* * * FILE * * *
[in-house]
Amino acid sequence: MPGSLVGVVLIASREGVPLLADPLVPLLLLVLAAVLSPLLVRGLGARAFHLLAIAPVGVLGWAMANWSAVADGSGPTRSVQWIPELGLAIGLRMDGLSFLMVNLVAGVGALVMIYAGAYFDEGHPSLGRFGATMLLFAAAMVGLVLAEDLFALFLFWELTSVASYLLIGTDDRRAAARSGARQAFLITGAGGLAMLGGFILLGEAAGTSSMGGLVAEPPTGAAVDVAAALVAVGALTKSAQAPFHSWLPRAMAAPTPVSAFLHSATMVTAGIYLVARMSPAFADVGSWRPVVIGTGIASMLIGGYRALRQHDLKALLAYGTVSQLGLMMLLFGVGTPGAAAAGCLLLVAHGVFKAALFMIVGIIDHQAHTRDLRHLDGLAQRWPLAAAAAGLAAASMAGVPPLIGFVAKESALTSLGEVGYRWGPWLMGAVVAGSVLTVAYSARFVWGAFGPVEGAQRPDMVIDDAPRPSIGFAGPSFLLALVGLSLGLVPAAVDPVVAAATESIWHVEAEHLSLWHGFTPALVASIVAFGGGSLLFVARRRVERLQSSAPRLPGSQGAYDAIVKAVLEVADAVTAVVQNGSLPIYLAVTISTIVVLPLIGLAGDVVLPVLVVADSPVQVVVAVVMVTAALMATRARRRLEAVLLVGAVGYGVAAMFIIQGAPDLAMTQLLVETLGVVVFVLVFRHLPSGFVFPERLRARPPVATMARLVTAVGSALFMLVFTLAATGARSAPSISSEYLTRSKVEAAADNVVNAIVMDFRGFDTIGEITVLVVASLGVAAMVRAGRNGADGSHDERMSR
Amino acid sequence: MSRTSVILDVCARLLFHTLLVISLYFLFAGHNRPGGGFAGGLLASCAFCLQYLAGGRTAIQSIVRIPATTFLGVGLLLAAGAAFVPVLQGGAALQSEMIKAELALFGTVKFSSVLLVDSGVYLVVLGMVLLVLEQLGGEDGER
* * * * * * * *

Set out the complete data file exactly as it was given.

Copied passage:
[in-house]
Amino acid sequence: MPGSLVGVVLIASREGVPLLADPLVPLLLLVLAAVLSPLLVRGLGARAFHLLAIAPVGVLGWAMANWSAVADGSGPTRSVQWIPELGLAIGLRMDGLSFLMVNLVAGVGALVMIYAGAYFDEGHPSLGRFGATMLLFAAAMVGLVLAEDLFALFLFWELTSVASYLLIGTDDRRAAARSGARQAFLITGAGGLAMLGGFILLGEAAGTSSMGGLVAEPPTGAAVDVAAALVAVGALTKSAQAPFHSWLPRAMAAPTPVSAFLHSATMVTAGIYLVARMSPAFADVGSWRPVVIGTGIASMLIGGYRALRQHDLKALLAYGTVSQLGLMMLLFGVGTPGAAAAGCLLLVAHGVFKAALFMIVGIIDHQAHTRDLRHLDGLAQRWPLAAAAAGLAAASMAGVPPLIGFVAKESALTSLGEVGYRWGPWLMGAVVAGSVLTVAYSARFVWGAFGPVEGAQRPDMVIDDAPRPSIGFAGPSFLLALVGLSLGLVPAAVDPVVAAATESIWHVEAEHLSLWHGFTPALVASIVAFGGGSLLFVARRRVERLQSSAPRLPGSQGAYDAIVKAVLEVADAVTAVVQNGSLPIYLAVTISTIVVLPLIGLAGDVVLPVLVVADSPVQVVVAVVMVTAALMATRARRRLEAVLLVGAVGYGVAAMFIIQGAPDLAMTQLLVETLGVVVFVLVFRHLPSGFVFPERLRARPPVATMARLVTAVGSALFMLVFTLAATGARSAPSISSEYLTRSKVEAAADNVVNAIVMDFRGFDTIGEITVLVVASLGVAAMVRAGRNGADGSHDERMSR
Amino acid sequence: MSRTSVILDVCARLLFHTLLVISLYFLFAGHNRPGGGFAGGLLASCAFCLQYLAGGRTAIQSIVRIPATTFLGVGLLLAAGAAFVPVLQGGAALQSEMIKAELALFGTVKFSSVLLVDSGVYLVVLGMVLLVLEQLGGEDGER